This extraordinary exhibit celebrates and showcases the Chicano, Mexicano, and Native art and the Abarca family that strives to bring culture into the community.
Due to their love for the arts and culture of México, Adrianna’s father, Luis, and mother, Martha, started collecting art made by Mexicans, and later evolved to art of all backgrounds.
The Abarca’s were early entrepreneurs and created their Mexican food business, Ready Foods, five decades ago. They also opened their family restaurant, La Fonda, that is no longer part of the family name since the early 80s.
Through the restaurant and Ready Foods, Luis helped popularize several dishes in Denver such as chips and salsa, crispy chile rellenos, and green chile that was already popular in Southern Colorado and Northern New México, but he made it a staple in Colorado. “He was just a pioneer in the Mexican food business by creating a Mexican food commissary,” according to Adrianna.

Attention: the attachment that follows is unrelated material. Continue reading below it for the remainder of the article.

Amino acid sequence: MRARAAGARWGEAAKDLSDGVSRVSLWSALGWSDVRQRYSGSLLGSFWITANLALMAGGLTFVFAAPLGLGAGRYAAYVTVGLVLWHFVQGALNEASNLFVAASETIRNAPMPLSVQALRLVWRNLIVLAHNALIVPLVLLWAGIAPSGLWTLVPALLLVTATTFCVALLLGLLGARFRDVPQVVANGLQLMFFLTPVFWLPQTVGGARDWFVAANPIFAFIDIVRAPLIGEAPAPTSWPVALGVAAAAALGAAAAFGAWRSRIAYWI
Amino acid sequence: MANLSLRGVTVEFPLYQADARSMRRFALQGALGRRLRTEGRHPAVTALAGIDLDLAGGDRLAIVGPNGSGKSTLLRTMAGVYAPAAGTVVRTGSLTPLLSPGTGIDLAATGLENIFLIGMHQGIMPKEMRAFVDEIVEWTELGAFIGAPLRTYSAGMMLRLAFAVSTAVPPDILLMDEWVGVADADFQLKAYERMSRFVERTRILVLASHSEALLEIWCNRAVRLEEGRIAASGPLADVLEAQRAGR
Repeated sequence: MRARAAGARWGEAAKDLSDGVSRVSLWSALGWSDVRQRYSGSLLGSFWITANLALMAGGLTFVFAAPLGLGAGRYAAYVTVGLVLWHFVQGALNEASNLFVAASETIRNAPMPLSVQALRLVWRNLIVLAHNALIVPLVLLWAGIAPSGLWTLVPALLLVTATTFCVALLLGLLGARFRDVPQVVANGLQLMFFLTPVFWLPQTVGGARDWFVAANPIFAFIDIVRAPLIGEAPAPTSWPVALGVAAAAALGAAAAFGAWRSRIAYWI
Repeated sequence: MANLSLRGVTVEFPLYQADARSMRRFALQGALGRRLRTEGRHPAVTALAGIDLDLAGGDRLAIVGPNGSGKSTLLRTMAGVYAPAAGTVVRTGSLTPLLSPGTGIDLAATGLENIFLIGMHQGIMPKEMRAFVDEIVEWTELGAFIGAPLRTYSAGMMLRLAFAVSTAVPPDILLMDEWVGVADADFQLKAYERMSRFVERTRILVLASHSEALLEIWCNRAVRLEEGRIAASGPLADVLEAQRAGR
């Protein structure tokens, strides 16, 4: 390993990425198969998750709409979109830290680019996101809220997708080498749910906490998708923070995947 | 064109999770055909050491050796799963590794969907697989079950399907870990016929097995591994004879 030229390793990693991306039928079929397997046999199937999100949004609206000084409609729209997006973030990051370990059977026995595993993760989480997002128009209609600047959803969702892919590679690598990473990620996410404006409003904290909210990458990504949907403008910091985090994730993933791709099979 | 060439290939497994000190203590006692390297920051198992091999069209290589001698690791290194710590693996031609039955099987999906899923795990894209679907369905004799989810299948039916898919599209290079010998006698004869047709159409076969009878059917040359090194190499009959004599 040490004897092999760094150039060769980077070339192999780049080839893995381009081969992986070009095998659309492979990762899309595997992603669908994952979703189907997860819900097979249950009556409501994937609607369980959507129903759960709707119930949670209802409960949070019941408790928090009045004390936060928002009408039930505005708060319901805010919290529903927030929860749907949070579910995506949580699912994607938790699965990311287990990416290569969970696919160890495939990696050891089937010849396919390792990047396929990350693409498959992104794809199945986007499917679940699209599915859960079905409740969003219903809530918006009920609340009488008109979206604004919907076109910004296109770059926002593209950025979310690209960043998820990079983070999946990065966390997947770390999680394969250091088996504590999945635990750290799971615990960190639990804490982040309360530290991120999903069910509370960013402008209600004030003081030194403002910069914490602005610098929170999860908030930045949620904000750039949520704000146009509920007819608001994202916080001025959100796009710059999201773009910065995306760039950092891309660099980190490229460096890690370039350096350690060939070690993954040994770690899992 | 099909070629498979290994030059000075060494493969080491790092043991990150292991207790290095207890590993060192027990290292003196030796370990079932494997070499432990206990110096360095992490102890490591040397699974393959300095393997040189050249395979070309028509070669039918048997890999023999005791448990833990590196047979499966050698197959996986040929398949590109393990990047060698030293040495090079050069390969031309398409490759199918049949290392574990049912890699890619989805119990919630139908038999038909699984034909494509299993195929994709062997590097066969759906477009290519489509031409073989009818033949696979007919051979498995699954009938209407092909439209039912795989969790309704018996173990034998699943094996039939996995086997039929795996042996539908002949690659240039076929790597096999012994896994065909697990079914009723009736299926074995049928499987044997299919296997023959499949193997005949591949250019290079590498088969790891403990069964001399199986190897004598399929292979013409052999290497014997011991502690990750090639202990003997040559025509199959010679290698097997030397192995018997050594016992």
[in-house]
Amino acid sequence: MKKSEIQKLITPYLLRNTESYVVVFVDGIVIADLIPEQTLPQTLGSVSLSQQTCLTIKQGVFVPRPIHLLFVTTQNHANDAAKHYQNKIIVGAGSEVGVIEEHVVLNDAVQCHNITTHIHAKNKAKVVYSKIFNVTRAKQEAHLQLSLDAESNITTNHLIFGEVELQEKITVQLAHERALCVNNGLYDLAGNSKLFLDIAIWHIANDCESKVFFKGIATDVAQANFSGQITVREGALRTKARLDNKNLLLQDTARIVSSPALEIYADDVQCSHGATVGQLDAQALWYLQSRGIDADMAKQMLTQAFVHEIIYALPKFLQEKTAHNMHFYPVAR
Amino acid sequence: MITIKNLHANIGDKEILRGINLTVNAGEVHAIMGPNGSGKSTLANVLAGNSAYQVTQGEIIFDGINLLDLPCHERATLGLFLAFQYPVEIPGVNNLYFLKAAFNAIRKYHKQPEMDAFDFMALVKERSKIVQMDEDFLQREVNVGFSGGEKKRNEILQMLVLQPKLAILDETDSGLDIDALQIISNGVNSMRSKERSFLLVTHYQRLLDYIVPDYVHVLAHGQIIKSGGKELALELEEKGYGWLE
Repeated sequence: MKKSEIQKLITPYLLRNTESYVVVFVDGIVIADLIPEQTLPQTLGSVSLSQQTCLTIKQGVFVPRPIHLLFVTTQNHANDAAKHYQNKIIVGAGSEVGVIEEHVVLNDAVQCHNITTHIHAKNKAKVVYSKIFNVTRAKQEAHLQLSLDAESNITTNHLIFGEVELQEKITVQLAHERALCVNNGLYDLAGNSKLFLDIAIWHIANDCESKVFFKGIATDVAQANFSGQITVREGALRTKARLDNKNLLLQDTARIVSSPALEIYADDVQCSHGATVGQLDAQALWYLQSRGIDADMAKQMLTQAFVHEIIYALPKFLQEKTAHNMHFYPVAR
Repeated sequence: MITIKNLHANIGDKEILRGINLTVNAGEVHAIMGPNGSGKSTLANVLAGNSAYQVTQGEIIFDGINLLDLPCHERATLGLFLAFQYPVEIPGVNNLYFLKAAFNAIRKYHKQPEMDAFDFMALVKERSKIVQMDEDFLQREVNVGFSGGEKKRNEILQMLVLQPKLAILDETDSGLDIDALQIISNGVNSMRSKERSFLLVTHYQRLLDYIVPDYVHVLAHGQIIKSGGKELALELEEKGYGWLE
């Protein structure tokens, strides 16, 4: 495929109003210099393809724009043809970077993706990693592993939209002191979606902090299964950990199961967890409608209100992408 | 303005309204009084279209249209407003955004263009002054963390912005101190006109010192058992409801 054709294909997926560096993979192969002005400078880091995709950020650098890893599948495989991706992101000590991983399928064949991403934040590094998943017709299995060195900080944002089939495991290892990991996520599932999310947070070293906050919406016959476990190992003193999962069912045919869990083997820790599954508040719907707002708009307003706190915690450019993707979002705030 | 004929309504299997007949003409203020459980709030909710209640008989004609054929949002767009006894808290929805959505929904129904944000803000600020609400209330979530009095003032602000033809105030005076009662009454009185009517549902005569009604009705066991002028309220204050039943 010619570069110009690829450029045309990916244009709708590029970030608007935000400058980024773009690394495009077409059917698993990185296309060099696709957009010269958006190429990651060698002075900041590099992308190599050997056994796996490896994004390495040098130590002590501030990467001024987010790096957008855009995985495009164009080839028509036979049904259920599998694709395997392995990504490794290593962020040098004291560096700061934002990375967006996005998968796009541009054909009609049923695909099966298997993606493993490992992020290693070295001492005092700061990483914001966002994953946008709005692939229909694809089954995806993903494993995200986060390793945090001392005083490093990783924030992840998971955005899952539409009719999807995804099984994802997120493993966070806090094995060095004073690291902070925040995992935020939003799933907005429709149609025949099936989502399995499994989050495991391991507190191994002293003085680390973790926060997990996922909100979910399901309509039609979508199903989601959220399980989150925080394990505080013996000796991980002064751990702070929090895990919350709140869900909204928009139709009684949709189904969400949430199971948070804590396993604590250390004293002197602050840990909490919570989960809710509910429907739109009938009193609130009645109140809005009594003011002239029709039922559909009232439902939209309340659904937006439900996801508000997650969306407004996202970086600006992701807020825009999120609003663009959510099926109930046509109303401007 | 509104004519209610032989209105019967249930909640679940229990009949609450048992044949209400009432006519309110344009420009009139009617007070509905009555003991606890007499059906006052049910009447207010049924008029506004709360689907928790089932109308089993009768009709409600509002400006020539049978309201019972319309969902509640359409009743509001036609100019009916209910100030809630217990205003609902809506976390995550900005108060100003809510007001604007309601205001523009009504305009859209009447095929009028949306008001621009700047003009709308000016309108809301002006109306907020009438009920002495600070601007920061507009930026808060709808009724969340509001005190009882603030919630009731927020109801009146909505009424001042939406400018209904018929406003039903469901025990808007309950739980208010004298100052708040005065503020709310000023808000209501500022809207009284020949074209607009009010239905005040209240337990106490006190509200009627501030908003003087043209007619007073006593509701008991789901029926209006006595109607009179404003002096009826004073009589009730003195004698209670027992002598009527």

As for the love of the arts, “My father would go and spend a lot of time with the artist on the weekends like when he wasn’t working. We would go hang out in the artist’s studio. My dad would invite them out for menudo or tacos, and then go back to the studio and encourage them, give them ideas,” Adrianna explains as she expresses the passion and dedication her father had and why she too has a deep passion for the arts.
After the passing of Luis, his son, Marco, heads Ready Foods, although while Adrianna and sibling, Eric, are not directly involved in the business, they are available to help when needed.
Following her father’s love for the arts, Adrianna focused advocating and collecting art from local and international artists.
“I’m starting to work less and less in the family business to dedicate my energy and resources to creating the Latino Cultural Arts Center. We have three locations. Two in Sun Valley [neighborhood] and one in La Alma Park [neighborhood],” explains Adrianna.